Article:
William Kent, "Employee Was A Subtype Of Person", HPL-SAL-88-9, Hewlett-Packard Laboratories, Oct. 21, 1988. [2 pp]
Database Technology Department
Palo Alto, California
A modern parable of schema evolution.
Employee is a subtype of Person. Personnel and Equipment are disjoint. Hiring employees is a different activity from leasing equipment.
Robots can be rented to do various jobs.
The robots can learn and adapt. Individual robots have different skill levels based on their experience, and hence can command different rental rates.
Expert system technology is such that the expertise of various experts is not always compatible. An expert system might function adequately with the expertise of one expert or the expertise of another, but not with both. Hence the knowledge of one robot can't simply be dumped into another in order to maximize the skill levels of both. Although whole robots can be cloned, their experiences continue to differentiate them into distinctive sets of capabilities.
Repair and maintenance of robots is expensive. The net value of a robot is the difference between the rental it earns and the cost of its maintenance. Thus a separate account is maintained for each robot - in effect, each robot has its own bank account.
The more a robot can earn, the more it is worth keeping in good maintenance, and repairing when anything breaks down. High-income robots naturally get more discretionary maintenance such as painting and lubrication, earlier replacement of degrading parts, upgrading of components with state-of-the-art replacements, and so on. The robot with better skills earns more money and can afford better medical care and more luxuries.
Robots can be programmed, and learn, to choose their own discretionary maintenance activities, taking into account how much money they have. They decide how to spend their money.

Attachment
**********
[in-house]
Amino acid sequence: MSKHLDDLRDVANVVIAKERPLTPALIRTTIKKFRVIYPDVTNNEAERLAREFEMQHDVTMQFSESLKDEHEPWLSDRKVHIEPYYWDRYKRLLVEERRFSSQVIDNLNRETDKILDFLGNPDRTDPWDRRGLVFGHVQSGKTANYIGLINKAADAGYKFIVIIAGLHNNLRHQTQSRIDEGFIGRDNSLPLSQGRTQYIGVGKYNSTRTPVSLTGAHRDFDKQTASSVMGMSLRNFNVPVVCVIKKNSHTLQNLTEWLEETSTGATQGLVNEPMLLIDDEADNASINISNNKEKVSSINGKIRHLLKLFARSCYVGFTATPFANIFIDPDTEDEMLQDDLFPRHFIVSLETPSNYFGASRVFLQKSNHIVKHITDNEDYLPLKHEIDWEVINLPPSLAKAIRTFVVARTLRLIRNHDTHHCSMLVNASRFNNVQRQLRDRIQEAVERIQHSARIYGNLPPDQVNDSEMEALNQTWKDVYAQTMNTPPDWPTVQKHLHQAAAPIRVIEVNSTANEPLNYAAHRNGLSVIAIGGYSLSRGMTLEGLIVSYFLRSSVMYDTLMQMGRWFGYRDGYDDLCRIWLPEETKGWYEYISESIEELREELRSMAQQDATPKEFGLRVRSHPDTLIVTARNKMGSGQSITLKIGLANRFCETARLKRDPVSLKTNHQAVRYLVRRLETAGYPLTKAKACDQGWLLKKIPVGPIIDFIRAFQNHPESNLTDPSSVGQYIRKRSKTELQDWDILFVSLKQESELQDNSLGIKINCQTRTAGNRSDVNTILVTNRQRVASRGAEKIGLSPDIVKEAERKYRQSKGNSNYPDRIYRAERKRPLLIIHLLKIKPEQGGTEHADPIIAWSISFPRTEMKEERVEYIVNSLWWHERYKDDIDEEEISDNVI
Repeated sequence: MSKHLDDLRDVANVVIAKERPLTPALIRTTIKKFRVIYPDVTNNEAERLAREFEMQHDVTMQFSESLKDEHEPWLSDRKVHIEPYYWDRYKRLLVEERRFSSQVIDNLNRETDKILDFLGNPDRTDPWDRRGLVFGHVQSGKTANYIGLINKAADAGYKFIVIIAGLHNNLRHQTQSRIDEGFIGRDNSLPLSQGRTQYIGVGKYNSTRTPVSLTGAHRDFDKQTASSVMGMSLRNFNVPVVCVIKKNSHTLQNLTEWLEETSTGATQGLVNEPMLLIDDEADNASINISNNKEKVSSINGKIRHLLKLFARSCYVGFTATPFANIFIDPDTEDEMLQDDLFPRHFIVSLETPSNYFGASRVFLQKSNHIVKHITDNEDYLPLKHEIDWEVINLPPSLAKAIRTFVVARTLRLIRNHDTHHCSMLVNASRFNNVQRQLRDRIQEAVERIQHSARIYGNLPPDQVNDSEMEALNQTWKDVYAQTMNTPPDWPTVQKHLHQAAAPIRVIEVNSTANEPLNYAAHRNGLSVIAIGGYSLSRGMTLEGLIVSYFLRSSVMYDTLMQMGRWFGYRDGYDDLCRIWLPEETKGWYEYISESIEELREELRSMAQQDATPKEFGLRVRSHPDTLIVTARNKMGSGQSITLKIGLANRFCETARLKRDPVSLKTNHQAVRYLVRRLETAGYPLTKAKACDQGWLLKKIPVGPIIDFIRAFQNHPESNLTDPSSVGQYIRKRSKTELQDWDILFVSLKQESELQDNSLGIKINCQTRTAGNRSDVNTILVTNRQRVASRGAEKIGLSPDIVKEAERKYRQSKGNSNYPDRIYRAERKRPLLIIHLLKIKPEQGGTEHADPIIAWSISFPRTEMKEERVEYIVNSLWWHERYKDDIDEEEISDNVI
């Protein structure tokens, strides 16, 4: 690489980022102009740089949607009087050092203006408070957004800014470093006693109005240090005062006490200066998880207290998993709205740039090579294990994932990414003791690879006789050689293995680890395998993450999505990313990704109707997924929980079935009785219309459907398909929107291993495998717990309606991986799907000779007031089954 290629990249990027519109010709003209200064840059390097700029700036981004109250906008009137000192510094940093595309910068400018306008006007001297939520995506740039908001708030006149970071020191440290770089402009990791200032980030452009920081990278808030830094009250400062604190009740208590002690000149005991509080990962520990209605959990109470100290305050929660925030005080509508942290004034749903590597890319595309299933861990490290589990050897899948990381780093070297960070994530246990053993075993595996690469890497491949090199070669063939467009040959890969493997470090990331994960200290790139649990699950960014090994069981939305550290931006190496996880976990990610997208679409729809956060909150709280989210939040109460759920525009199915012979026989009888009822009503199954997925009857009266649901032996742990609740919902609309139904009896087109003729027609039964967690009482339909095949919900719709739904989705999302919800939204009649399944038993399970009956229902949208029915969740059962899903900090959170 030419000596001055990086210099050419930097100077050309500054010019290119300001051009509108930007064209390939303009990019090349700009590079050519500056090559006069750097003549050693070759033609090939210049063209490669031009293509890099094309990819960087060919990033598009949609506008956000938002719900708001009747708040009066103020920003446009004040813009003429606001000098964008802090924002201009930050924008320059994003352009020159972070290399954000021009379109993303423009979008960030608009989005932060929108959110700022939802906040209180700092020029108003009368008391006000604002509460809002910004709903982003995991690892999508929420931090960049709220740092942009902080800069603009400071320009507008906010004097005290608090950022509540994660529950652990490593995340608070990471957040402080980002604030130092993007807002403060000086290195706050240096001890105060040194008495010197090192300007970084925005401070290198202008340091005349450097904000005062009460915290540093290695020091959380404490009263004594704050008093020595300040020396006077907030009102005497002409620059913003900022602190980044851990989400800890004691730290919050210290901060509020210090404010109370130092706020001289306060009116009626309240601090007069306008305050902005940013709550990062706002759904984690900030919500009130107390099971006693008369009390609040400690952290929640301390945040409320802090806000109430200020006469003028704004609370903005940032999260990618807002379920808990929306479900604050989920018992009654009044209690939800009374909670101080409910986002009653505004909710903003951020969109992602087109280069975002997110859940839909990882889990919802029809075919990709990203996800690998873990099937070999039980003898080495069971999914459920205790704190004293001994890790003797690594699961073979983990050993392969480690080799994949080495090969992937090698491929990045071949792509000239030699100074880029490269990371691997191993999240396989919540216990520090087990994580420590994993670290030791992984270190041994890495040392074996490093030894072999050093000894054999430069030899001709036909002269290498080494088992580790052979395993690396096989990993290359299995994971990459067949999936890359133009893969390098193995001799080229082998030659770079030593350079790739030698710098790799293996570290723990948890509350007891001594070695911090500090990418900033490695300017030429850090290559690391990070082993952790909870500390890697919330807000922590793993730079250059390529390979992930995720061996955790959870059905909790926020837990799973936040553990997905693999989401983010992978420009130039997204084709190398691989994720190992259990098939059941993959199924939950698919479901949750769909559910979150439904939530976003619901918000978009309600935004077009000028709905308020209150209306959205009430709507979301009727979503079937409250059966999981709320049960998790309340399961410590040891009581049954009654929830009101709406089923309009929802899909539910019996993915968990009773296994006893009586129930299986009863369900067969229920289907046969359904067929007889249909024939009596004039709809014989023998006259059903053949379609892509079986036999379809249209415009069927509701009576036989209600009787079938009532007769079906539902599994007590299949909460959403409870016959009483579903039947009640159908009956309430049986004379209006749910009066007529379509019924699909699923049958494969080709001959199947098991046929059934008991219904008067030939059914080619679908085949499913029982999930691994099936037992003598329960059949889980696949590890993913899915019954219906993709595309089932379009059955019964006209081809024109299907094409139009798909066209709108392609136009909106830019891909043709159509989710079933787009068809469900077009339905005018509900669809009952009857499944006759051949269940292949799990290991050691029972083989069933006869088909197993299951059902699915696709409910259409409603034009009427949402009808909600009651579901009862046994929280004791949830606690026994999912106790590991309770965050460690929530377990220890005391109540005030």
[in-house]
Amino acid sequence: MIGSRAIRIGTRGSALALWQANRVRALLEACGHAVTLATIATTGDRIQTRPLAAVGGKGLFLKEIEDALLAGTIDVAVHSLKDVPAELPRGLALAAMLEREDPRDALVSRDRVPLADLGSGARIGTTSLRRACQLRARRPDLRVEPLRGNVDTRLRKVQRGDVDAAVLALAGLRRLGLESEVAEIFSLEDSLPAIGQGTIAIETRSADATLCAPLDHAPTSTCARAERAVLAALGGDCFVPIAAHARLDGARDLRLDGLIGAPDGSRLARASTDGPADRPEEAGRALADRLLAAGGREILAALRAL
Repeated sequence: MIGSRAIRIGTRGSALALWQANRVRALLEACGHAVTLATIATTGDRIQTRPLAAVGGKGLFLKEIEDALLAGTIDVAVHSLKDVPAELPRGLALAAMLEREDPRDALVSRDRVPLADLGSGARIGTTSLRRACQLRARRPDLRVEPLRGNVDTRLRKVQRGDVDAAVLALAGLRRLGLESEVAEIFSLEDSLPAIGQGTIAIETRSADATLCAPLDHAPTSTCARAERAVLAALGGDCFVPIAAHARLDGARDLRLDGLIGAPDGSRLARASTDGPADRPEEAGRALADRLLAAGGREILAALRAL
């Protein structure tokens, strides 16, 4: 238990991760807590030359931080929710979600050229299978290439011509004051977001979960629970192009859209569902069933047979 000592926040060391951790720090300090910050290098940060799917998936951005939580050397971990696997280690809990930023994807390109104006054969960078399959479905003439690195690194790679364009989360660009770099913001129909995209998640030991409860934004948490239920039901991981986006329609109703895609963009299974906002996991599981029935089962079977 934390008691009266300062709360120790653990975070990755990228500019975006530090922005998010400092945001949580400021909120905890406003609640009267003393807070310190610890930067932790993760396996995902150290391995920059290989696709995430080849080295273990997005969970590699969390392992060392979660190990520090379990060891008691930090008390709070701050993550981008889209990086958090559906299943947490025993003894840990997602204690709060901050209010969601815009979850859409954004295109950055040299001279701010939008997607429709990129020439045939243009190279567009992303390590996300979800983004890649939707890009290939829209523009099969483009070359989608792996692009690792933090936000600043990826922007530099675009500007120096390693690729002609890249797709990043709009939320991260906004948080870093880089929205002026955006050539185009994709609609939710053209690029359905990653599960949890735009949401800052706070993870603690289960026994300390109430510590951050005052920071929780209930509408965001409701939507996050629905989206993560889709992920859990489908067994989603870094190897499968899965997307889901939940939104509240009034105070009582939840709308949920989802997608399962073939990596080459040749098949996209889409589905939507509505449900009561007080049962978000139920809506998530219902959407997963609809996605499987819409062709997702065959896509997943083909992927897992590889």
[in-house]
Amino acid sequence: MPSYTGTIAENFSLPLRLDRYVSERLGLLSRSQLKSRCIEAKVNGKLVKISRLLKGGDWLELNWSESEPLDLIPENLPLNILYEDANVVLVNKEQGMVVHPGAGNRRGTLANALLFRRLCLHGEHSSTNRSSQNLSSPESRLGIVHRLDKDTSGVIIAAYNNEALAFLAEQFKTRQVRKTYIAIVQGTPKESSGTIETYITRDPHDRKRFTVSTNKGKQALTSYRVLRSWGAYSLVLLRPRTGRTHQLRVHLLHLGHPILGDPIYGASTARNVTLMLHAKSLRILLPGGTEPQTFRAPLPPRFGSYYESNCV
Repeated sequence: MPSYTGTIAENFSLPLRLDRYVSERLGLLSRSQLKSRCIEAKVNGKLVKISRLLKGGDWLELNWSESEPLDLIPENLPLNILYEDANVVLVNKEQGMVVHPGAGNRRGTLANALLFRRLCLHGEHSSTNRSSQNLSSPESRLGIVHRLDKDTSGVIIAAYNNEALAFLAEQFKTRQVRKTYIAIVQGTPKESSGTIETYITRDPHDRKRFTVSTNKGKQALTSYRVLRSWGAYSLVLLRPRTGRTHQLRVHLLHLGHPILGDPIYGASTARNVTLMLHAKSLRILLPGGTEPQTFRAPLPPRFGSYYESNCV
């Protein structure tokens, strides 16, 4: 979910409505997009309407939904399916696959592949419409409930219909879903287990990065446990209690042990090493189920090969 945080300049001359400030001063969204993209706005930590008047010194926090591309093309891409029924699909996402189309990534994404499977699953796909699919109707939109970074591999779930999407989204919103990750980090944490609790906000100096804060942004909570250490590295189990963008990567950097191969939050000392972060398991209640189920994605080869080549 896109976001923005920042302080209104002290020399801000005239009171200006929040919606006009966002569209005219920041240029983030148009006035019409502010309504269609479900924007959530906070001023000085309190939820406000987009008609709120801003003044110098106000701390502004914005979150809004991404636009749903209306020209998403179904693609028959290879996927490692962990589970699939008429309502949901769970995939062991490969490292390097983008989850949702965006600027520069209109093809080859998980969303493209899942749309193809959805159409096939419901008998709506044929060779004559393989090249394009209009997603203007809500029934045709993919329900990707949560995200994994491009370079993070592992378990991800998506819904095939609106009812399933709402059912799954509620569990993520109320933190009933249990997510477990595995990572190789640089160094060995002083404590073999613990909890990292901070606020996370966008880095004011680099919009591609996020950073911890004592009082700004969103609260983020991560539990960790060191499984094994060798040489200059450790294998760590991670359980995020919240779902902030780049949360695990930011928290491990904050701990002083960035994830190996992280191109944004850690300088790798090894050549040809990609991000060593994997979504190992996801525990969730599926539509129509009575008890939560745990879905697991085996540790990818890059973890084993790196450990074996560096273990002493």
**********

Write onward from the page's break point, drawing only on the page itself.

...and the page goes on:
Robots displace people from some jobs, creating more unemployment. The government decides to tax robot rental income to help finance the welfare programs. The rental agencies allocate these tax payments to the robot accounts, perhaps in proportion to their income levels. Robots pay income taxes.
Deteriorating capabilities of a robot can be refreshed by alternative activities that do not generate income, but provide balancing experiences that enhance their heuristic parameters and belief structures. Skill levels of robots, and hence their earning power, can be improved by game playing. The rental agencies pay other companies to provide such alternative activities and games for robots, again in proportion to the earning power of the robots. Wealthier robots can afford more relaxation and recreation.
Alternative activities include such things as chess tournaments. (Player was once a subtype of Person.) Prizes won by robots are credited to their accounts. After humans lodged protests of discrimination, the government decided to treat such winnings as taxable income for the robots.
Some robots contain programs allowing them to manage their accounts as investment funds. Some robots are specialists in this, providing advice and management services for the accounts of others, for a fee. (Robot has an intersection with Stockholder, and also with Client at a brokerage house. Stockbroker was also once a subtype of Person.)
Robots cloned from a highly skilled robot might require costly additional training to further specialize their skills. They might even incur maintenance or repair costs before they earn income. Expenses for such clones might be chargeable to the account of the master from which they were cloned. The accounts of several such robots might even be pooled, until the clones establish independent earning power. Wealth is shared within a family, one taking care of another; there might even be an inheritance concept.
Robots might learn from one another. They might assist one another, perhaps guiding them through situations in which they have little experience. They might be motivated to repair one another, and to protect each other from harmful situations.
Robots might exchange experiences with each other in their spare time, enhancing their own rule bases and heuristics in the course of such conversations.
When the mechanical parts wear out beyond justifiable repair, retired robots might still be useful as consultants to active robots, imparting the benefits of their accumulated experience and wisdom.
Employment agencies serve both people and robots. Sometimes humans and robots are available for the same type of work.
Some companies take robots on long-term lease, putting them on similar footing with human employees. Labor unions, seeing a real and present threat to the earning power of their members, have won the right to negotiate the labor rates at which robots are leased. Robots are registered as union members.
In personnel records, a human/robot field appears alongside the male/female field. Older versions of schemas are archived...
Employee was once a subtype of Person. Personnel and Equipment were once disjoint. Hiring employees was once a different activity from leasing equipment.
And so on. You can continue this story yourself in many ways, if you believe it.